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Why ‘Capitalism Has to Evolve’

At @FastCompany’s Innovation Festival, @Nasdaq’s @AdenaTFriedman explains why capitalism must evolve to be more inclusive. #FCFestival

Speaking at Fast Company’s Innovation Festival, Nasdaq President and Chief Executive Officer Adena Friedman explained why capitalism must evolve and become more inclusive to ensure that everyone has an equal opportunity to succeed.

“Capitalism has to evolve because when we looked at what it means to be a successful company, it doesn’t just mean to create value just for the shareholders. It means creating value for your employees, for your clients, for the community, and, therefore, shareholders will benefit,” Friedman said. “[Inclusive capitalism] is meant to be something where all people have equal opportunity to succeed.”

Inclusive capitalism builds upon the Business Roundtable’s recently redefined purpose of a corporation, a shift from shareholder primacy to serving all stakeholders in a symbiotic manner. Friedman also noted as the ESG movement accelerates, it has changed the “balance of investor power toward longer-term returns based on a sustainable business model.”

However, she said that a fundamental issue is equal access to the capital markets, which is paramount to advancing inclusive growth and prosperity, especially amid a pandemic that has disrupted global economies and left thousands of people unemployed.

“The biggest challenge that we face in this country is making sure that everyone in all communities feels like they have ready access to capital to launch a business, get a loan, buy a house, send their children to school, get themselves an education, and take their savings and apply it. Maybe start a business,” Friedman said.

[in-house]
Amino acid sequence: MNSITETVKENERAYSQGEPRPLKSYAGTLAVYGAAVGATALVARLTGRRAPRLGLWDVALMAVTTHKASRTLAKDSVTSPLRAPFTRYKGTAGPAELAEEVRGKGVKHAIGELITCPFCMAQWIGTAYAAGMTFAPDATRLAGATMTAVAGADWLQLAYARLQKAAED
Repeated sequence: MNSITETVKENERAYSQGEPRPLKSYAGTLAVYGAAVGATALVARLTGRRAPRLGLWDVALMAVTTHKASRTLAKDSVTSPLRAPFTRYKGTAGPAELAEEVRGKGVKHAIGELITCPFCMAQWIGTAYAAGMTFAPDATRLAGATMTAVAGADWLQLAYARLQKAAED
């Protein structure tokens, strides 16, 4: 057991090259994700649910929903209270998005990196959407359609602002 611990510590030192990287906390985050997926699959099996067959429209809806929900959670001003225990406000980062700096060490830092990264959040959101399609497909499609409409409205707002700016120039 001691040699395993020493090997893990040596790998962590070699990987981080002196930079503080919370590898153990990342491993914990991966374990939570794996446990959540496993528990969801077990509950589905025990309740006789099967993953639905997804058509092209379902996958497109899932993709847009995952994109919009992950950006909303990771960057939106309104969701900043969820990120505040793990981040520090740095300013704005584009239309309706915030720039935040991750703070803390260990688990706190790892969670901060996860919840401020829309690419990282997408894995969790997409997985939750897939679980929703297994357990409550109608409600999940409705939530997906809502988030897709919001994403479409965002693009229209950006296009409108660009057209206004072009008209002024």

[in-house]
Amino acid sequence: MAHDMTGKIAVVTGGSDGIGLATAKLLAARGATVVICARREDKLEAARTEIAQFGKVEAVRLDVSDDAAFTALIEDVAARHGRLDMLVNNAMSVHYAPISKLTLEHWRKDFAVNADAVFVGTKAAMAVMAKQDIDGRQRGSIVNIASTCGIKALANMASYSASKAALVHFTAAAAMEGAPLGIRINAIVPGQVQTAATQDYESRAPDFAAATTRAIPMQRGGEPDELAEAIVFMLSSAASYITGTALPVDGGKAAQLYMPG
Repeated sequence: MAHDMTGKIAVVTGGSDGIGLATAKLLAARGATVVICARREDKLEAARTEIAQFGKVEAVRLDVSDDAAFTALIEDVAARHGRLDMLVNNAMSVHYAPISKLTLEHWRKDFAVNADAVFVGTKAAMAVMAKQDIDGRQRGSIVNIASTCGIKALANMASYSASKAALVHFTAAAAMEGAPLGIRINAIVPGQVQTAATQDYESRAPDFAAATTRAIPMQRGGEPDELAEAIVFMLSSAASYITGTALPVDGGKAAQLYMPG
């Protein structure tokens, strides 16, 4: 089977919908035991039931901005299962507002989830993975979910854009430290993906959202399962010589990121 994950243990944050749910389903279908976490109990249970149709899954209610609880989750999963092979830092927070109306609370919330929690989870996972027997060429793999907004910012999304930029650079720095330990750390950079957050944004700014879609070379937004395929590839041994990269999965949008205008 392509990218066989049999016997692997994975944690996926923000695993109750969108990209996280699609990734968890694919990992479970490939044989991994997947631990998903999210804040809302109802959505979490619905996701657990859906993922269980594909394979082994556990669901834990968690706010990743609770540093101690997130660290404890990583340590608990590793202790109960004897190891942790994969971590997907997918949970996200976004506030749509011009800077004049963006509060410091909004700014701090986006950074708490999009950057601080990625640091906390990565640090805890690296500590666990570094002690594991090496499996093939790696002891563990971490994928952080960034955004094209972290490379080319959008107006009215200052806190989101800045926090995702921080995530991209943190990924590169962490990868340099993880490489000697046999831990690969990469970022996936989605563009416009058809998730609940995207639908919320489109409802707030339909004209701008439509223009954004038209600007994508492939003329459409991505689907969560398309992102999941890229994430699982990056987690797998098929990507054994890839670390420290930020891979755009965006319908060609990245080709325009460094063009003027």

This challenge, however, presents an opportunity for the public and private sectors to work together, a notion that Friedman coined as “cooperative capitalism.” She suggested finding a way for the public sector to provide incentives for banks to make long-term commercial investments in under-served communities, potentially with support from the public sector so that banks can bear the short-term costs.

Creating equal access to capital also falls in line with Nasdaq’s “job to bring ideas and capital together.” Under Friedman’s leadership, Nasdaq recently launched the Purpose Initiative, which strives to equip under-represented communities with the financial knowledge to better empower them to build a prosperous future and participate in an ecosystem that supports and sustains their growth. Along with this initiative, Nasdaq debuted its Smart Investing educational hub, which provides people from all different backgrounds with the tools and information they need to bring their money into the markets.

“This purpose statement really focuses on inclusive capitalism, making sure that we look at under-served communities—how can we bring our capabilities to help entrepreneurs learn how to be successful entrepreneurs through our Entrepreneurial Center and then making sure that they have better access to capital.”

While the new initiative broadens Nasdaq’s purpose, Friedman said that the cornerstone of the business remains the same: “To bring all economies forward with advanced markets and to make it so that all investors have access to great ideas around the world.”

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